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Sarkar on the Boardwalk Print E-mail
By IM Justin Sarkar   
November 11, 2013
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The Boardwalk Open was an encouraging success for me where I took clear first by a whole point and furthermore, felt satisfied with my play in 4 out of 5 games. I wrote a piece for CLO in September shortly after a breakthrough result of making my second GM norm, and should probably let that article do most of the talking! This piece will report briefly on the Boardwalk Open followed by making a little joke about my inconsistency as a chess player.
 
I chose the 2-day option, so rounds 1 and 2 were G/90. It was a pretty strong schedule with top seeds GM Kacheishvili and GM-elect Krush, along with Igor Sorkin (ranked just below me in the high 2400s) who I ended up playing in the second round! 

I got the ball rolling Saturday morning because first rounds are often particularly tough regardless of the opponent's rating. I won a game against a 2100 where overall I efficiently exploit his mistakes to capitalize on my superior position.
 
 
By Sunday I was off to a promising 3/3 start, after beating Sorkin in round 2 in a complicated game followed by converting a better position in the evening against Jared Defibaugh (who was off to a truly amazing start, having scored a big win round 1 against the tournament favorite Kacheishvili, followed by pulling off a mild upset win as black in round 2).
 
In round 4, I had white against Arthur Shen, who also had 3/3. Arthur is a very strong youngster, already an FM over 2400. He has lately been doing very well against extremely strong players and I expect will shortly become an IM. I got really lucky to win a surprising miniature when he blundered out of the opening on move 11. These sort of accidents or hallucinations happen to everyone (not to mention with me fairly recently) and I definitely think it's best to stay strong and not get too discouraged.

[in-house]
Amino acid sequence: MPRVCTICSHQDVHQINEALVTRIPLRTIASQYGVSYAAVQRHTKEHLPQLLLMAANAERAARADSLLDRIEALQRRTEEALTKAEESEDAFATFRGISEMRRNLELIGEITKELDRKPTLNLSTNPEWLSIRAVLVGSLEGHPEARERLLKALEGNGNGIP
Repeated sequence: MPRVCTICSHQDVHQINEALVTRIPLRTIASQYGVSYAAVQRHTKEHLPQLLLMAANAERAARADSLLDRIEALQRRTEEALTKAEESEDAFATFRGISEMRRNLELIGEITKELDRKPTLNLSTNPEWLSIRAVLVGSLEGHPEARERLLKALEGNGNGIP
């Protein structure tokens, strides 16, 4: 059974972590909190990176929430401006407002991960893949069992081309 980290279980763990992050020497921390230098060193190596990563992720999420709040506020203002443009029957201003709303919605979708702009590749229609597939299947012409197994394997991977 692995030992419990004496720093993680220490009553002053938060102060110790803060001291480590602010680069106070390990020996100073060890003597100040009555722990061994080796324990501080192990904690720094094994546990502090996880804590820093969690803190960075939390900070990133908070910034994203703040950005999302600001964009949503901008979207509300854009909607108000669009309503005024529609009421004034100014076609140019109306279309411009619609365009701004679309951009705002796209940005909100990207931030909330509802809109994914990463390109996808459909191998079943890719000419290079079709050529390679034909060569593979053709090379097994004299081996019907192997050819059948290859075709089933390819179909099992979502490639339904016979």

With 4/4 I was leading by a full point and managed to hold a fairly solid draw as black against GM-elect Krush, albeit not without a scary moment of feeling that I'd erred from a theoretical position. I'd been using just vague recollections to guide me (as a warning, try such approach at your own risk!) and had misremembered something.  


Fortunately black's position held itself together solidly and as for the game continuation my 20...Qe7! was a very important move to foresee in my calculations, comfortably equalizing despite overlooking on my following turn the even more precise and elegant 21...Rad8! Regardless, the game quickly became quite sterile with little to be done by either side and she offered a draw on move 26.
  
Finishing a point behind me with 3.5/5 were the three top seeds aside from me including Giorgi Kacheishvili. Speaking of Giorgi, I've had some time off from working with him but might want to consider taking another lesson. I think he's happy for my recent successes under challenging life circumstances. 

Trying to reestablish a working coach-student rapport with Giorgi might be helpful for someone like me, considering one of my greatest strengths is also my biggest weakness: I'm rather inconsistent. On a good day I'll beat a world class GM, on a bad day I'll lose or draw to significantly lower rated players. Everyone has good and bad days though I'd probably classify my range of fluctuation as above average. With my degree of inconsistency as a "strong IM" I'll gladly call myself the Vassily Ivanchuk of IMs :)
 
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August - Chess Life Online 2013

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